Personal Development, Service

What Traveling Through a Tornado Reminded Me Of and What it Taught Me

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One would think that, after what happened last month (here, here, then here—yes, it’s that long of a story, and yes, it’s well worth the read), I wouldn’t be thinking already of traveling again for a long time. But what do you want; the heart wants what the heart wants (and also, my friends won’t stop getting married).

Although to be fair, the entire experience, although physically exhausting and at times emotionally taxing, made for a lot of laughter and a lot of unforgettable moments (as well as a great story to tell the grandchildren some day as a friend reminded me). Most importantly, it brought my husband and I even closer. It reminded us of important lessons we can take for granted and taught us a few new ones as well. In short… I can’t help but be a little grateful for the experience.

A smile can go a long way

One of the things that made the experience less difficult were the smiles and the laughter. From the young couple sitting in front of us on the plane with whom we kept joking about ordering a pizza “to go” to the gentleman who, standing the aisle for a good 20 to 30 minutes waiting for his wet seat cushion to be replaced, turned into the plane’s impromptu stand-up comedian, to the American agent who pretended to take our request to fly to our final destination through Hawaii instead of through Austin by fake re-routing us through Antarctica, there is something to be said about the power of well-placed and well-paced humour.

A small, kind gesture can make a big impact

Acts of kindness are always well appreciated, but there is something about small acts of kindness performed under duress that make the situation so much easier to handle. There were a lot of them during those 24 hours—a man standing in a two-hour long line to rebook our tickets offered to keep an exhausted mother’s spot in the line so that she could go sit, which almost made her cry with relief; shared snacks; a bundled-up coat passed to a stranger to use as a pillow; the willing and open exchange of information—the camaraderie that such situations inspires makes us all remember that ultimately, man is a noble creature and we can be kind even under difficult circumstances.

Deep breathing, good hydration, careful eating, and constant movement

We are spiritual, noble beings, but not at the expense of abusing our bodies. Taking the time to breathe deeply, to hydrate adequately, to eat regularly and as healthy as the airport’s offerings can provide (thank you, 360 Gourmet Burritos’ burrito bowl!), and to take as many walks as possible makes a huge difference in the way you feel at the end of the journey.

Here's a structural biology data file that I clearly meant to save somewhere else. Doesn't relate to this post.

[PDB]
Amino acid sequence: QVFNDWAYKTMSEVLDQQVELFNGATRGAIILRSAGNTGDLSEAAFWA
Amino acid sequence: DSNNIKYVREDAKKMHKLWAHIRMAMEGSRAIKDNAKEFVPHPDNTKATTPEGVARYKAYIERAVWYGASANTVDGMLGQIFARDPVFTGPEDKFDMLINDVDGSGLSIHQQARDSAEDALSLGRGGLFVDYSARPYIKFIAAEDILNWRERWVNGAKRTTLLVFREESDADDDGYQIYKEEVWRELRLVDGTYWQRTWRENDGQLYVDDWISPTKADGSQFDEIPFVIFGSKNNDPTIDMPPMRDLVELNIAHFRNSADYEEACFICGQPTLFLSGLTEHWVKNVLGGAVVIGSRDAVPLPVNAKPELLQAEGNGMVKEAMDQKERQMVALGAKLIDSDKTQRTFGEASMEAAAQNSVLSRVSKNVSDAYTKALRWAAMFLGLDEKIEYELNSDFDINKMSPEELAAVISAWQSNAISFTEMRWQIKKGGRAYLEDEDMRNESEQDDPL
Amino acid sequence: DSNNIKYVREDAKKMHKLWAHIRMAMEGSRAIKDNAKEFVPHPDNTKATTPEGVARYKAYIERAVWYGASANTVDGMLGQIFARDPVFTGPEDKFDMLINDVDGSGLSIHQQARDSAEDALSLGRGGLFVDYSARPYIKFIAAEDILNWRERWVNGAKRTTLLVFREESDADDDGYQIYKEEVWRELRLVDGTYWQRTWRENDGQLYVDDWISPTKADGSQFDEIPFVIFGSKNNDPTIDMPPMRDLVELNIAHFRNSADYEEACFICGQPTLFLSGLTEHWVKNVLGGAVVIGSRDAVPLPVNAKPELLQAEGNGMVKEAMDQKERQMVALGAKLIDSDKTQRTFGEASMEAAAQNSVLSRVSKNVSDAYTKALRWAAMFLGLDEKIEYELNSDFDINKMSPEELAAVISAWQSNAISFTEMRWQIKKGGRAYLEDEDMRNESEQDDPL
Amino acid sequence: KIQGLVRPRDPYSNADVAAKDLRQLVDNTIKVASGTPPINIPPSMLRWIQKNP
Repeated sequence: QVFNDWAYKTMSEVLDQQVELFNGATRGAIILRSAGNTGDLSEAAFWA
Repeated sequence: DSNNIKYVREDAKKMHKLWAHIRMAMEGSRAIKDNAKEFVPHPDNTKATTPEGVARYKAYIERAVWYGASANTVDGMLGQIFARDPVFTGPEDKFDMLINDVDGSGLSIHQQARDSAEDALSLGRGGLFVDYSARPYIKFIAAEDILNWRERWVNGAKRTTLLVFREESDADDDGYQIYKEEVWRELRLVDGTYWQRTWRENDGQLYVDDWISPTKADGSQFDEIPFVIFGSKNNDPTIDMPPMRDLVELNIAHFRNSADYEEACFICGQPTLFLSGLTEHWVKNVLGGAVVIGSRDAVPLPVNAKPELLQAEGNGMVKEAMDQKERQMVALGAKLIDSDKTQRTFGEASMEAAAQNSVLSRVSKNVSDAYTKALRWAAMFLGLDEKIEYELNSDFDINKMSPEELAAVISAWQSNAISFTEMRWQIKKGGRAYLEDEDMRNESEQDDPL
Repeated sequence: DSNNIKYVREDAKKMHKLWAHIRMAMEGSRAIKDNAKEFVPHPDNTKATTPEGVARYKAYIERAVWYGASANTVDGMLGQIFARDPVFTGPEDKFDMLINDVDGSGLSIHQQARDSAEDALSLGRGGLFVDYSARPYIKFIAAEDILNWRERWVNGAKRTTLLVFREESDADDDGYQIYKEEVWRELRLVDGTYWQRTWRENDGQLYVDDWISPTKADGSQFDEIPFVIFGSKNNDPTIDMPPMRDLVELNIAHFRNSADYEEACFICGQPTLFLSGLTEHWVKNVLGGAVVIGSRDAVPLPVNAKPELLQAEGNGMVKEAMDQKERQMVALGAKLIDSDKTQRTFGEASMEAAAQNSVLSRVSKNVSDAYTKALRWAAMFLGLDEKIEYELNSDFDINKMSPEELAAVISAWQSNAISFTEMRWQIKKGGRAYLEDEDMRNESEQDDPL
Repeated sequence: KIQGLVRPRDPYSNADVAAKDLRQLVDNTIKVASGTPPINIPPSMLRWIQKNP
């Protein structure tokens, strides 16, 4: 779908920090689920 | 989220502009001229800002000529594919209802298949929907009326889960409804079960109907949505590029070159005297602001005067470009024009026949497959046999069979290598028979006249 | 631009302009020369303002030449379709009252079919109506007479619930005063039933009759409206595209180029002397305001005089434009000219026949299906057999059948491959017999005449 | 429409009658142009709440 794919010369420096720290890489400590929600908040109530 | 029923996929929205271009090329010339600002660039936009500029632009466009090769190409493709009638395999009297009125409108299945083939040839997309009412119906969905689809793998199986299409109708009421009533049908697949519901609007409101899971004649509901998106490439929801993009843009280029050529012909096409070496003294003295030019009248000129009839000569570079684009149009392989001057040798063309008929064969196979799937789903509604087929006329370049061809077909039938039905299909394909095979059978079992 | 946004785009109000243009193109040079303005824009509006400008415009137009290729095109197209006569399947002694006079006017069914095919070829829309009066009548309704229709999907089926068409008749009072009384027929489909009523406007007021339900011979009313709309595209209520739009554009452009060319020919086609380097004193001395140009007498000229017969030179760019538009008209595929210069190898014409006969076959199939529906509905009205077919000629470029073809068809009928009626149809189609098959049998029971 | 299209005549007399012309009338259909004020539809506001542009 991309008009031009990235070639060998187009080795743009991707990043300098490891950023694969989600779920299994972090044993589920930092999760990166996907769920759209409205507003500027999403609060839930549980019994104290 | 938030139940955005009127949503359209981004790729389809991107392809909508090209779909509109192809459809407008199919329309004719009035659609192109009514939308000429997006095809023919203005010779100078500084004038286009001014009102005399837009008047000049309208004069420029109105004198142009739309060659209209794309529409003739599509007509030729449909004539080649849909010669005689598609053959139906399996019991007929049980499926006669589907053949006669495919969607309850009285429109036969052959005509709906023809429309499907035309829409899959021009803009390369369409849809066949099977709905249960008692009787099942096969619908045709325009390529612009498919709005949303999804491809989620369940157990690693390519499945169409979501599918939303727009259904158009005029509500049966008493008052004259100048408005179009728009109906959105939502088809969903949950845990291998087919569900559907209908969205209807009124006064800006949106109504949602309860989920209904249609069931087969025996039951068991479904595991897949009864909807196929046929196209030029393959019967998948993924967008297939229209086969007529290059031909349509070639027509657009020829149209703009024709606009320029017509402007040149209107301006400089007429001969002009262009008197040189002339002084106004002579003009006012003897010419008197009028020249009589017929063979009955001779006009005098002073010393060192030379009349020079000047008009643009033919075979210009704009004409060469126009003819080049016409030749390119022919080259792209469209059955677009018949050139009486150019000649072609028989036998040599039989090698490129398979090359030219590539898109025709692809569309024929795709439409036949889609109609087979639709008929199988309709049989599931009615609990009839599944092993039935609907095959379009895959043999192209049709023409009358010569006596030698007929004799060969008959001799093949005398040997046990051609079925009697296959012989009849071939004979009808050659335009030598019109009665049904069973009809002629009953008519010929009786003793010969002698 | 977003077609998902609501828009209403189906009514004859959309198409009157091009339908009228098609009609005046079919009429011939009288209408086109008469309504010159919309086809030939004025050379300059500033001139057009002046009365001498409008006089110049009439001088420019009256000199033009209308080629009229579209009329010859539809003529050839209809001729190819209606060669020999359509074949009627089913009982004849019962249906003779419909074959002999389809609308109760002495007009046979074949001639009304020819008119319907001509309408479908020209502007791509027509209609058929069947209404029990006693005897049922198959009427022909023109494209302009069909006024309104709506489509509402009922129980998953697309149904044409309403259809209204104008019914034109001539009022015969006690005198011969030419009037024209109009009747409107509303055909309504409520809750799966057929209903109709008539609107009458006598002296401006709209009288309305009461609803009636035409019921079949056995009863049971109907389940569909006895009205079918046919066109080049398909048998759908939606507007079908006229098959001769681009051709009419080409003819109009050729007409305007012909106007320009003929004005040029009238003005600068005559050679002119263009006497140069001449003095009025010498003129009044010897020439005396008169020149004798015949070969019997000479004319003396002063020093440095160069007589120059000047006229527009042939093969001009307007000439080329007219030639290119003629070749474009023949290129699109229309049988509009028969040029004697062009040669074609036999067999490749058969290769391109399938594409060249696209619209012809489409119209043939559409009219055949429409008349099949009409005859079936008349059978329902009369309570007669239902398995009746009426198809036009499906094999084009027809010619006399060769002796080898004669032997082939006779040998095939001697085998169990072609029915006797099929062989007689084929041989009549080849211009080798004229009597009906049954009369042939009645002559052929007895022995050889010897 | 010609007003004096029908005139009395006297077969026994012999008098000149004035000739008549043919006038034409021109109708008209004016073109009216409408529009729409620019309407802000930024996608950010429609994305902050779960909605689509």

Family and friends are often willing to go much further than you’d expect them to

We wouldn’t have made it to the wedding had we not had the support of our family and friends. It started with Whatsapp and emails; as we informed those who needed to know that we were struck in Dallas, they for the most part reached out with messages of support, jokes, tips, and ideas—sometimes even just keeping us company, discussing day-to-day affairs. Our friends in Dallas were willing to come pick us up at the airport despite the weather so that we could have a comfortable place to sleep; our family came to pick us up in Sacramento and ensured we were ready to hit the road to San Francisco; our friends there took care of us when we got there and made us feel comfortable despite the fact that we were in the same travel clothes we had slipped into some 40 hours before. Had the aftermath not been this sweet, I highly doubt I would have such kind memories of the entire experience.

Admitting that something is tough makes it easier

During the first half of our forced stay in Dallas, I refused to acknowledge that the situation was pretty tough. But around midnight, when I was reaching the end of my patience, my husband and I happened to be standing in line behind a young couple, laughing at the most ridiculous suggestions we could come up with to get to San Francisco when I blurted out: “This is tough, guys.” The girl sighed and I visibly saw her shoulders slump as she nodded in agreement. Then we exchanged a look, smiled, and told each other that at least it would be over…. At some point within the next day or two. And instantly, I felt better and I could tell that she did, too.

A tornado doesn’t put a life of service on hold

When we had to go back in line for the second time to figure out how we would get to San Francisco now that our flight to Austin was cancelled, the thought “I can’t stand in line for another two hours” crossed my mind. Then I saw two things that made me feel incredibly grateful: the first was an older woman who was so exhausted she had requested a wheelchair; the other was a visibly pregnant woman pushing the stroller of her 1-year-old daughter. Perhaps it was completely understandable that I felt so exhausted; but compared to these two—and no doubt countless others—I had it easy. And since I had willingly and consciously decided to lead a life of service, and such a life doesn’t go on hold when it suits me, I had to do whatever I could to help them.

Final thoughts

Up until I realised all of this, I kept thinking that I never wanted to go through such an experience ever again. But now that I have realised how much I did end up learning through this experience, I have to admit that, even if I had the chance to magically go back into the past and book a ticket through any city other than Dallas, I wouldn’t change anything. Because a life of service implies constant learning, and if these learnings cost me some discomfort, well then, it was all worth it.

Except that I might let myself know to take a clean top in my carry-on to change into.

 

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